By Thom Bennett
“This is based on a true story… sort of.”
Tony Scott’s much-maligned “Domino,” ostensibly based on the life and times of British prep-school girl-turned-model-turned-LA bounty hunter Domino Harvey (Keira Knightley), is a frenetic and sometimes visually overwhelming piece of filmmaking…and that’s before we even get to the story. Since an actual synopsis of the film would border on impossibility, we will go with the premise: Following the death of her actor father, Domino and her model mother relocate to Beverly Hills for a better life. Domino finds the lifestyle and the prospect of a career as a model to her disliking and proceeds to become not just a bounty hunter, but one of the best bounty hunters around, along with partners Choco (Edgar Ramirez) and Ed (Mickey Rourke). That’s all you really need to know Ã¢â‚¬â€œ the rest (and there is a lot of it) sort of flies at you – mescaline spiked tea, severed arms, an armored car heist, former 90210 stars, the DMV, reality TV, Christopher Walken, the freedom of Afghanistan and a too-bizarre-for-words appearance by Tom Waits in the desert.
Tony Scott has somehow managed to out-Tony Scott himself with “Domino.” The hyper-kinetic editing and fiddling with film speeds and exposures resembles something between a seizure and a film shot out of a paint ball gun. That said, the film is remarkably entertaining if often bewildering. “Domino” was a labor of love for the director, who was friends with the real life Domino Harvey, and he pulls out every trick he has in his bag. The screenplay by Richard “Donnie Darko” Kelly similarly manages to throw in everything but the stylized kitchen sink. “Style over substance” seemed to be the general criticism aimed at the film when it was released in theater, but it’s precisely this approach, along with the film’s scattershot, far-fetched narrative, that elevates the real life Domino to comic book superhero status. Domino Harvey’s actual life was far-fetched to begin with; why not drive it right over a cliff? While Scott’s style of filmmaking usually does nothing for me, here he goes for broke and, for once, it pays off. The filmmakers describe the film as “bounty hunting on acid.” That’s an understatement.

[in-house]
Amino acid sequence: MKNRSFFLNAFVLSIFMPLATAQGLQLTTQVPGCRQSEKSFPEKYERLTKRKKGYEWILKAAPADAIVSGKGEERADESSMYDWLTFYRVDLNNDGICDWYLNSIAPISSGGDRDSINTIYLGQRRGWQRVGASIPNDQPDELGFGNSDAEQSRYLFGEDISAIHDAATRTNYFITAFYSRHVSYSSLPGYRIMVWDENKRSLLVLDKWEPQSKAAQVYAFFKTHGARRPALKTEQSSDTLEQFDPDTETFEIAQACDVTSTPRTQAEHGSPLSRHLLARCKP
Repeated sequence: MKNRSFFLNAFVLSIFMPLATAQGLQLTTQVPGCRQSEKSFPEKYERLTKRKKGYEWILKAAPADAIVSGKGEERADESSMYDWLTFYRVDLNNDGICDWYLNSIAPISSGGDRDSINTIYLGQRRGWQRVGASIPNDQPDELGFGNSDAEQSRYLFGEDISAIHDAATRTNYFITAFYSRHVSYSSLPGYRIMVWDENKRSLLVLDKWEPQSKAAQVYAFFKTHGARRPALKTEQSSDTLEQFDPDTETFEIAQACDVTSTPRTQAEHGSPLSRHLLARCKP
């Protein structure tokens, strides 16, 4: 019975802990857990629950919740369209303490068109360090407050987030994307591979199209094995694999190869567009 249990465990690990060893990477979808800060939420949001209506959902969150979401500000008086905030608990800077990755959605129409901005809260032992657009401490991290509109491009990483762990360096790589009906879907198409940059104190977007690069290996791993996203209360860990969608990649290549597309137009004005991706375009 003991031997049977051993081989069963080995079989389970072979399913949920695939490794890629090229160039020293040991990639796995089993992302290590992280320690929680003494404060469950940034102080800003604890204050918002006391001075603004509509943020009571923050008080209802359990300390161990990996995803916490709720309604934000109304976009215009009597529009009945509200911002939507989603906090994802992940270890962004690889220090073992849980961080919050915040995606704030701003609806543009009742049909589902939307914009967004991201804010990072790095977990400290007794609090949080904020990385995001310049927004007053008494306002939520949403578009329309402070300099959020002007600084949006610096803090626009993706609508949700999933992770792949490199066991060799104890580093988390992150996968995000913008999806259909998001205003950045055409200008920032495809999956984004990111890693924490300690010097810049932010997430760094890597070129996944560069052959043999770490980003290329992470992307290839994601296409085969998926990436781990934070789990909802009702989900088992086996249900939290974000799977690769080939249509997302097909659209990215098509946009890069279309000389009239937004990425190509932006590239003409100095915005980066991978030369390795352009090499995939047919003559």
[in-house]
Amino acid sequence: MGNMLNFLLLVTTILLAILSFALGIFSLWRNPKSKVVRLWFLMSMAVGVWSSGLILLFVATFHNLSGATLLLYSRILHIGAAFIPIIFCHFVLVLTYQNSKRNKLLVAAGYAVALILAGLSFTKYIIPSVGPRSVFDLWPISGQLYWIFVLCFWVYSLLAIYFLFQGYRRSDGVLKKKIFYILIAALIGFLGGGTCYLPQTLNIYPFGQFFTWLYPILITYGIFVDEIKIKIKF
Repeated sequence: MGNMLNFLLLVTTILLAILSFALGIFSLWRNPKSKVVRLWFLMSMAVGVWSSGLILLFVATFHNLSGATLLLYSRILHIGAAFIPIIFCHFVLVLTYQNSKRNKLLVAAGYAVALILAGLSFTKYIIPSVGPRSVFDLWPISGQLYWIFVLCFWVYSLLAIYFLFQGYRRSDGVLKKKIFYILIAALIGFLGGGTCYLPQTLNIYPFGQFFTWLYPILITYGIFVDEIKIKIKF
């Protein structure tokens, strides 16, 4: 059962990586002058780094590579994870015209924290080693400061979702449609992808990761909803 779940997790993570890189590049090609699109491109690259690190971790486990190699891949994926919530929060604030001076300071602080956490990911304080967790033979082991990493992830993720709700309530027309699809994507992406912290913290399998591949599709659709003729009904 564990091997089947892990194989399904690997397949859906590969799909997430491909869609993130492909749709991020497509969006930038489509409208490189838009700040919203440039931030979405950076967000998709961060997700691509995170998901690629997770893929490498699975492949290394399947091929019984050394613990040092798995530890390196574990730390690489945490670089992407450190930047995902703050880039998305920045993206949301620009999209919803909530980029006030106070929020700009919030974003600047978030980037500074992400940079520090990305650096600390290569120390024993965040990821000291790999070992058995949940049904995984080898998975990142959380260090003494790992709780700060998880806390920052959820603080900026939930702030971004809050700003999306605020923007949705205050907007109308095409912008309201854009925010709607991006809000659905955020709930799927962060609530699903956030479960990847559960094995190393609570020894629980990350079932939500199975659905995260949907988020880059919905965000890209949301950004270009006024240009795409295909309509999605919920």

The DVD release comes with a couple of worthy extras, including a short documentary on the real Domino Harvey (who passed away before the film’s completion) and a making-of in which Scott and Kelly discuss their various inspirations for and approaches to making this highly unorthodox film. “Domino” may be a cinematic barrage, but it was unduly dismissed it’s a fun film and a suitably exaggerated telling of an already stranger-than-fiction life. As Knightley’s Domino states in the final scene, “If you’re wondering what’s true and what isn’t, you can fuck off. I’ll never tell you what it all meant.” Indeed.
The “Domino” DVD will be released by New Line Home Video in wide- and full screen editions on February 21.